Roy Pickering was born into the north Nottinghamshire mining community at Welbeck in 1954.
Son of pit worker and photographer Ron Pickering.
Studied painting at Birmingham Polytechnic in the 1970′s.
Lived and worked in London 1987-2003. Numerous education projects and residencies.
Taught in further and higher education, and part time at the Tate Galleries in London, since 1989.

Current studios in Nottinghamshire and London. Exhibited work regularly for more than 40 years, with work in many private and public collections. Most recent exhibitions at Gallery Cork Street, London, with Charles Hustwick in 2010 ; National Museum of Kenya, Nairobi 2011 ; Otwarta Pracownia, Krakow & Vitcak/Artnews Gallery, Warsaw 2014 ; Djanogly Gallery, Lakeside, University of Nottingham 2016.

Previous figurative work was centred around the themes of family and family history.
Previous landscape projects include the Cambridgeshire fens, and three Kenya series in 1986, 1997 and 2010.
Returned to work in Sherwood Forest in 2003.

Roy Pickering is founder and director of Quarrylab, an artist development and support programme. Organiser and curator of Quarrylab exhibitions – “Impossible Views” at BSG Keyworth 2017 and “SEE HERE” at old Neale’s auction house, Nottingham 2018.

Working with Sardul Gill

I’ve been making collaborative drawings,  a totally new and alien experience for me, with Nottingham painter Sardul Gill.

Sardul and I initially made some paintings / drawings in my garden around March time.


Then I had an idea to do some more in June. The idea was to try and make drawings consistent with how the landscape is formed – that is to say, allowing for natural forces and human intervention – and see what would happen. The landscape is constantly being altered by natural forces and by animals, and by people planting, digging, building, and clearing up and making repairs.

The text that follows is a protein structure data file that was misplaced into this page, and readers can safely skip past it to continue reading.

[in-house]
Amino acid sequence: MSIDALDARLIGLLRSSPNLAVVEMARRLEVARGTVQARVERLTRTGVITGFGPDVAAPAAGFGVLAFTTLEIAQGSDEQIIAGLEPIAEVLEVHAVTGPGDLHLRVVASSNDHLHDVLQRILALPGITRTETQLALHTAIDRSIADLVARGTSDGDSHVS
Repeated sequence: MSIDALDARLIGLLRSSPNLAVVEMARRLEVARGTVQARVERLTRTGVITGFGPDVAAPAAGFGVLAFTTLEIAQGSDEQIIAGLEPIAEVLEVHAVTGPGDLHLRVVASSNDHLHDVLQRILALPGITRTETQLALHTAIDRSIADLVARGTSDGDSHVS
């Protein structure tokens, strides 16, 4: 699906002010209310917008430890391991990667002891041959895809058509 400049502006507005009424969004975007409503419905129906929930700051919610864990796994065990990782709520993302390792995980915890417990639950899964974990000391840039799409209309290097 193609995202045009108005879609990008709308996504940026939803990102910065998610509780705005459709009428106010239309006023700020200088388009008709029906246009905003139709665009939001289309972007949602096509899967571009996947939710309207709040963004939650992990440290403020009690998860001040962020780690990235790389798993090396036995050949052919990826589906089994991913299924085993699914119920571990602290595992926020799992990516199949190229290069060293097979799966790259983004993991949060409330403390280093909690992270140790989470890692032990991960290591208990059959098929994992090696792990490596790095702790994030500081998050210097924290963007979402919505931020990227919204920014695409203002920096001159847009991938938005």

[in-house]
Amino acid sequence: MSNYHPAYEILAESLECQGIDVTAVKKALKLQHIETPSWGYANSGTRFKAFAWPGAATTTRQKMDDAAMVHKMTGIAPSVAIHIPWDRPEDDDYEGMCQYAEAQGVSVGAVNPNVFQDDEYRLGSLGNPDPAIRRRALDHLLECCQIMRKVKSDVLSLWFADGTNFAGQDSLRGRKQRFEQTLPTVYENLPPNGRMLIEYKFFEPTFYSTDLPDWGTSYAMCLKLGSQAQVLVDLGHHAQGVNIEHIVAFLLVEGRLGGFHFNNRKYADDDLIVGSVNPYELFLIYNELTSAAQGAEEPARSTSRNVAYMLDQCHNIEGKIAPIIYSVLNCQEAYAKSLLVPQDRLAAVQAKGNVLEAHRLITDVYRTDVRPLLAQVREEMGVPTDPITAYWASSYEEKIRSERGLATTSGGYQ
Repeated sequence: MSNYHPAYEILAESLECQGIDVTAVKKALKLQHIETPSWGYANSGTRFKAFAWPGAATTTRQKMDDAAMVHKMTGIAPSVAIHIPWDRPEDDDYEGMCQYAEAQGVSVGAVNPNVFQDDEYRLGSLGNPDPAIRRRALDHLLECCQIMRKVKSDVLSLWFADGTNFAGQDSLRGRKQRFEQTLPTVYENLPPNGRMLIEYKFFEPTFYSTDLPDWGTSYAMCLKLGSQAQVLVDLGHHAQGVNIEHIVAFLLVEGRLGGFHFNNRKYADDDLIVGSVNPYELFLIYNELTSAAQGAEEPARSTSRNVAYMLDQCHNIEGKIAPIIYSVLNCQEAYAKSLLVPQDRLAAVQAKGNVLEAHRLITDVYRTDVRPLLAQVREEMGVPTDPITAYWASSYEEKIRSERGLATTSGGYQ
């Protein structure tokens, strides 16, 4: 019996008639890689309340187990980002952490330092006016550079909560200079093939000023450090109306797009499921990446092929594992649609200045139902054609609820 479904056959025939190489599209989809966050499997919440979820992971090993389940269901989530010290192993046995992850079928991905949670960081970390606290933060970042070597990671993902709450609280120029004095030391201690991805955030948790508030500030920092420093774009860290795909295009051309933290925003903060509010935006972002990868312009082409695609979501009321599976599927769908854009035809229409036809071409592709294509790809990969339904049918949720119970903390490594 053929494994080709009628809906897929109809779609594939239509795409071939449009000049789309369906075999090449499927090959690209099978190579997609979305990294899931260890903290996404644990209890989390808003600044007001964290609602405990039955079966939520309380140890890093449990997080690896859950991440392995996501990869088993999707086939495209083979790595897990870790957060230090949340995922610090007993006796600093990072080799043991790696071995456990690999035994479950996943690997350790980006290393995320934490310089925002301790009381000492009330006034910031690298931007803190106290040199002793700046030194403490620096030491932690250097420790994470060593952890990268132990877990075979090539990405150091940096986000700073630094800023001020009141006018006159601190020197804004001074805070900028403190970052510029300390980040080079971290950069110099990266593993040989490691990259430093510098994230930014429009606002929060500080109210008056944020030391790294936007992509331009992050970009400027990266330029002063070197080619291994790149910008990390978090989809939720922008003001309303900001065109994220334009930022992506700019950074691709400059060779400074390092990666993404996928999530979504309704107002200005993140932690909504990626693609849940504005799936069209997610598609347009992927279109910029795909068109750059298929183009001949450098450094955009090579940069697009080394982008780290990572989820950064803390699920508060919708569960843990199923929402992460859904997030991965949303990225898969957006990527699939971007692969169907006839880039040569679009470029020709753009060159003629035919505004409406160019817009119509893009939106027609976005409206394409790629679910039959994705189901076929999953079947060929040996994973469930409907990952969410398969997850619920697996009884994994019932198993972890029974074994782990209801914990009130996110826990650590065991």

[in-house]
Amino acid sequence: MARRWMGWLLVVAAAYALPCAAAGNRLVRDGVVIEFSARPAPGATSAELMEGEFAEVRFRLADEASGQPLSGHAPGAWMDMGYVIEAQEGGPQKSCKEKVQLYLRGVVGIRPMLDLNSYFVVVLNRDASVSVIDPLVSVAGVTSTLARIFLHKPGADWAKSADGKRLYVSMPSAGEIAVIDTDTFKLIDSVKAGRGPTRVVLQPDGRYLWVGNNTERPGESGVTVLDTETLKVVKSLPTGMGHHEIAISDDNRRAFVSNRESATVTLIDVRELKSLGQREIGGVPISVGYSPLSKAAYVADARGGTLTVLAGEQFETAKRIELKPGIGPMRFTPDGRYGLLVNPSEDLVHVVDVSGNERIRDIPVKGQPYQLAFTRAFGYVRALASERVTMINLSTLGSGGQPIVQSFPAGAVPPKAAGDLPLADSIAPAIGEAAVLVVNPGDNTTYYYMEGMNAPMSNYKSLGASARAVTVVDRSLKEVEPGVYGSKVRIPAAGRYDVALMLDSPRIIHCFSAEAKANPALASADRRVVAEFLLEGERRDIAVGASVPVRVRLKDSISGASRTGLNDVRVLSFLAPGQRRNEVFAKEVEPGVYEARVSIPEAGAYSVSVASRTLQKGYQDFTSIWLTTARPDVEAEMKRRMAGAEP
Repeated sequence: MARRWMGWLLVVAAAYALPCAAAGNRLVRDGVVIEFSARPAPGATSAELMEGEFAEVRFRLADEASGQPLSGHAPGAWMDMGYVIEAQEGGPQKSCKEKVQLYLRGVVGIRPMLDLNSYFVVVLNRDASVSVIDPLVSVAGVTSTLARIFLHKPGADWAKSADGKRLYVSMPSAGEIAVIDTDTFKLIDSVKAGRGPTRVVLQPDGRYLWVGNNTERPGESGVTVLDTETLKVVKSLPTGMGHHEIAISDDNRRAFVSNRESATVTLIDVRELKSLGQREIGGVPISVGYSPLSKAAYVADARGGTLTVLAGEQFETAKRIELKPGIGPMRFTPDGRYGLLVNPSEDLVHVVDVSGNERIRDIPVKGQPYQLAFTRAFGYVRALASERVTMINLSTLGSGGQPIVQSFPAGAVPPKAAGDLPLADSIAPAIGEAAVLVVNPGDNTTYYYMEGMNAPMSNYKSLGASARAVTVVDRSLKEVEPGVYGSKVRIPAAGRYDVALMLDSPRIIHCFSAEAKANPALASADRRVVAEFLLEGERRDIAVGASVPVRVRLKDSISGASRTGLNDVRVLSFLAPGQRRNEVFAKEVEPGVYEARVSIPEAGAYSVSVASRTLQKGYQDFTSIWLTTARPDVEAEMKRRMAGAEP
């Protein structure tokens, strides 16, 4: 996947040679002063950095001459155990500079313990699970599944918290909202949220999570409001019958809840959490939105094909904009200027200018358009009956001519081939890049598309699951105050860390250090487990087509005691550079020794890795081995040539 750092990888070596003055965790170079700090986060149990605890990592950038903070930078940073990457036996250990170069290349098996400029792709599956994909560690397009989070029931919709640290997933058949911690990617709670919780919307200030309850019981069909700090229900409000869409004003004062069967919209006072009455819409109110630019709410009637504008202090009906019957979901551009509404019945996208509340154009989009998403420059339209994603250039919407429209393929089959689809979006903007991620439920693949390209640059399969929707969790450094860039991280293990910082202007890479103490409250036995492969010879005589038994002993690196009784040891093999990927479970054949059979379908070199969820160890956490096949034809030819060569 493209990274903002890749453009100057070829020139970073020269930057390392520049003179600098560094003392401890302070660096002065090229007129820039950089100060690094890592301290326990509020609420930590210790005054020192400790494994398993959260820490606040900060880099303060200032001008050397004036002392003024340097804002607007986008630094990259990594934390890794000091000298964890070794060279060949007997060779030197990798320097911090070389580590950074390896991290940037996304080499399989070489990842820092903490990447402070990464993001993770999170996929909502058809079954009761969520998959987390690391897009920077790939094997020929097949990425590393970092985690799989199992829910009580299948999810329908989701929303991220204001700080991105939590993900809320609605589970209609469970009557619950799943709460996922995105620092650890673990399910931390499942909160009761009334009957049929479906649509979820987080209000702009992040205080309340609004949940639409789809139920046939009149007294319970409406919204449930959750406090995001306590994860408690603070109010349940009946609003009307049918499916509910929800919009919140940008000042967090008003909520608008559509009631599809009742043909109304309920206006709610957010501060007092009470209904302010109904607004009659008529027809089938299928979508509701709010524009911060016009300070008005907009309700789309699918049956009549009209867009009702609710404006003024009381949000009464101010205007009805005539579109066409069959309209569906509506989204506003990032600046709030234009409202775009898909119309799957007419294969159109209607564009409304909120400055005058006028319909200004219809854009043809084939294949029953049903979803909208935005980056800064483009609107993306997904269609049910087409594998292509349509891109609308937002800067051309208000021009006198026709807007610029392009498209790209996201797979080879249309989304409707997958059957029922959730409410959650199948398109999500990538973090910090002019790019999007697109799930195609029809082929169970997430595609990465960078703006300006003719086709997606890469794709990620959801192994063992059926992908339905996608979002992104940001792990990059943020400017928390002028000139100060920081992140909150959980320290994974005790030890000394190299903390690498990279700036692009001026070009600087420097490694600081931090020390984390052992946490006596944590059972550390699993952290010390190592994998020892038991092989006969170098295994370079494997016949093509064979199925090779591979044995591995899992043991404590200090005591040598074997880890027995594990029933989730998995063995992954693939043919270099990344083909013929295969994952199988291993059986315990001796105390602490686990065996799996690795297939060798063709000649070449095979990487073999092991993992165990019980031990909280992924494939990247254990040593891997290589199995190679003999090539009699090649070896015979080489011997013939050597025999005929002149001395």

I put some large sheets of Fabriano out in the woods and left them for three weeks. During this time it rained (a lot) and the paper buckled of course. After about a week I threw on some mud, from the field (red clay) and grey mud from the quarry tip. Although I weighted it down the wind blew the paper about and it tore, and the rain made holes. I imagine small insects and animals crawled across. It became covered in twigs and leaves, and grass clippings from the strimmer – dried out and got wet again several times.

I invited Sardul to come and and work on the drawings with me. We applied more mud, black ink and white paint. Next day it rained again and it all changed. Then a strong wind came and tore off great chunks. At this point I brought them into the studio to try and preserve and patch them up a bit. they probably won’t last very long but I hope to at least show them once next year, before they fall apart all together!


I have now have some ink drawings on much sturdier paper that have been out in the woods for six months so far….


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